I am trying to calculate the current required to energize and hold a 24 VAC relay coil while switching no load. I did the same for a 24 VDC relay coil using ohms law which is very simple and matched my measured current. But my calculation for the AC coil did not match my measured current value from my ammeter.
Measured values of AC relay coil:
DC coil resistance: 13.5 ohms
Coil inductance (while manually latched/energized): 168 mH
Operating voltage: 26.2 VAC RMS
Operating current: 262 mA
I created a series RL equivalent circuit of the relay coil by first working out the inductive reactance of the coil at 50 Hz to be 52.78j ohms, giving an overall impedance of 54.48 < 75.65 degrees (in polar form). Then simply V/Z, 26.2/54.48 = 480 mA.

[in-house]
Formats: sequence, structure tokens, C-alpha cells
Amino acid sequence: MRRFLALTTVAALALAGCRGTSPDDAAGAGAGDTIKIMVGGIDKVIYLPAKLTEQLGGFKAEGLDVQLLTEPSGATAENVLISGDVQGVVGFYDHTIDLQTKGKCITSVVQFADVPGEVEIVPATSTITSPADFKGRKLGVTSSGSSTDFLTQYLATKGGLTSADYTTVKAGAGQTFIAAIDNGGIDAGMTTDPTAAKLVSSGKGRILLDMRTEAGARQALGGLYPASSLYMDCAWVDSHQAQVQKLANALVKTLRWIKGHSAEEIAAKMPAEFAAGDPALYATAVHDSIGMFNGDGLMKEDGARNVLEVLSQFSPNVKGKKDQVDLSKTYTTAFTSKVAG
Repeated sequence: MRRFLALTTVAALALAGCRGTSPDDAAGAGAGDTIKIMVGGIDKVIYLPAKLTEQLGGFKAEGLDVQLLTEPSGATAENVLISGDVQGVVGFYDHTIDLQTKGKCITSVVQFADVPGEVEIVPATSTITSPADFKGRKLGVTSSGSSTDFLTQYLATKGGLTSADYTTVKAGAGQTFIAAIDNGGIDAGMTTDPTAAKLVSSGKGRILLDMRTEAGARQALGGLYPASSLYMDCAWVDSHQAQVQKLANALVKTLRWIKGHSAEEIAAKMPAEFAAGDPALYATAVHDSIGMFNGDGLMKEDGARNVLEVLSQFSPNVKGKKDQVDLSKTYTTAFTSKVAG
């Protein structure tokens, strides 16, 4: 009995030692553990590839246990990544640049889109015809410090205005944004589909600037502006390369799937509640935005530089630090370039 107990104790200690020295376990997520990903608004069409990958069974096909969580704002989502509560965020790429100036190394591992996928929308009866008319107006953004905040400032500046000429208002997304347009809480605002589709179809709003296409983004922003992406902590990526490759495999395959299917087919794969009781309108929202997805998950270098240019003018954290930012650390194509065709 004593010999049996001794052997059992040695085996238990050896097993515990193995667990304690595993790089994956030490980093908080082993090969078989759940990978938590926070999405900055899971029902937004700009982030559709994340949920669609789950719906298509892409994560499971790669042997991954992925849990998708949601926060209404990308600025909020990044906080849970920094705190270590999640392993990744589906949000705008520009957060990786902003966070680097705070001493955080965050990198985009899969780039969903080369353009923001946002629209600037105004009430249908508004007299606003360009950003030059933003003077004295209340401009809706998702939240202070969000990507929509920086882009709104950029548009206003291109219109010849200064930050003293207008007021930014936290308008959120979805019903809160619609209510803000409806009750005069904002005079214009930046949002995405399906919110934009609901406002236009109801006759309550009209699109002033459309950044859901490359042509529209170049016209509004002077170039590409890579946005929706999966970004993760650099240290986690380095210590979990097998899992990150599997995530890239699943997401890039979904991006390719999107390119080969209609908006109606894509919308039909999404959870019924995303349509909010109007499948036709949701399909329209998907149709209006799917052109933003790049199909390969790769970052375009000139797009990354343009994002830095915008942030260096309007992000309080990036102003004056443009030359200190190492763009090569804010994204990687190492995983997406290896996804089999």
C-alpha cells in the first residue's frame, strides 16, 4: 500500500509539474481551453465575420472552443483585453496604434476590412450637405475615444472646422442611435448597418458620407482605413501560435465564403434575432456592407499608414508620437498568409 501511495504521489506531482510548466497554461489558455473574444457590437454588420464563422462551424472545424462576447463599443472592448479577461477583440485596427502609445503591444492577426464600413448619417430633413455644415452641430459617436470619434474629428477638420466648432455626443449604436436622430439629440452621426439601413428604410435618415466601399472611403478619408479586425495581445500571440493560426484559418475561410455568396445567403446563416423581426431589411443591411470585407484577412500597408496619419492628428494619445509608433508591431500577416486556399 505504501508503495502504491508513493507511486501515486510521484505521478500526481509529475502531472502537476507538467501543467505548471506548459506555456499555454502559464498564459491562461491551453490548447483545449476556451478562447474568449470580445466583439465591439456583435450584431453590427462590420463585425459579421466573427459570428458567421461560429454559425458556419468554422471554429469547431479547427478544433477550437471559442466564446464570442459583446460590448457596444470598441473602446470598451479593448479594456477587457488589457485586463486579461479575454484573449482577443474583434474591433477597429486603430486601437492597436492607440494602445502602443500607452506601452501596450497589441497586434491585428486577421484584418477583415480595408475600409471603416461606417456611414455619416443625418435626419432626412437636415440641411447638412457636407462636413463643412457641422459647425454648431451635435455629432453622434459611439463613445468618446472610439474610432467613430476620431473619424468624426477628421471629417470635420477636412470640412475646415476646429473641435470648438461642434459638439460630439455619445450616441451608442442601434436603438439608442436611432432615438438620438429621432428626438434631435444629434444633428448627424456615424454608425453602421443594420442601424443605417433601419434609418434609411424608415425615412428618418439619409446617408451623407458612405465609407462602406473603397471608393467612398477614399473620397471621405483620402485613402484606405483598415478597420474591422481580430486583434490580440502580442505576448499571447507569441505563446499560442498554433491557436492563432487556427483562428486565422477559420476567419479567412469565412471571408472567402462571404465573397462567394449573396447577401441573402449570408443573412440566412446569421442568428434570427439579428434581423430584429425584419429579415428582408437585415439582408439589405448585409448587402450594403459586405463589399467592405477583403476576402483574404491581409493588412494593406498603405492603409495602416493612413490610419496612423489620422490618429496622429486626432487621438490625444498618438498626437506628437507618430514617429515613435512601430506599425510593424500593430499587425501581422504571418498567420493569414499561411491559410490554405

This is considerably more than what I physically measured!
I think the reason for this is because I have measured the DC coil resistance instead of the AC resistance. If I work my calculation back from my known measured values, my coil resistance should be 85.94 ohms (this is assuming my inductance measurement is accurate as I used an inductance meter).
If anyone thinks there is something else I'm doing wrong, please let me know. If you agree I need to measure the AC resistance, can I do this accurately without an oscilloscope?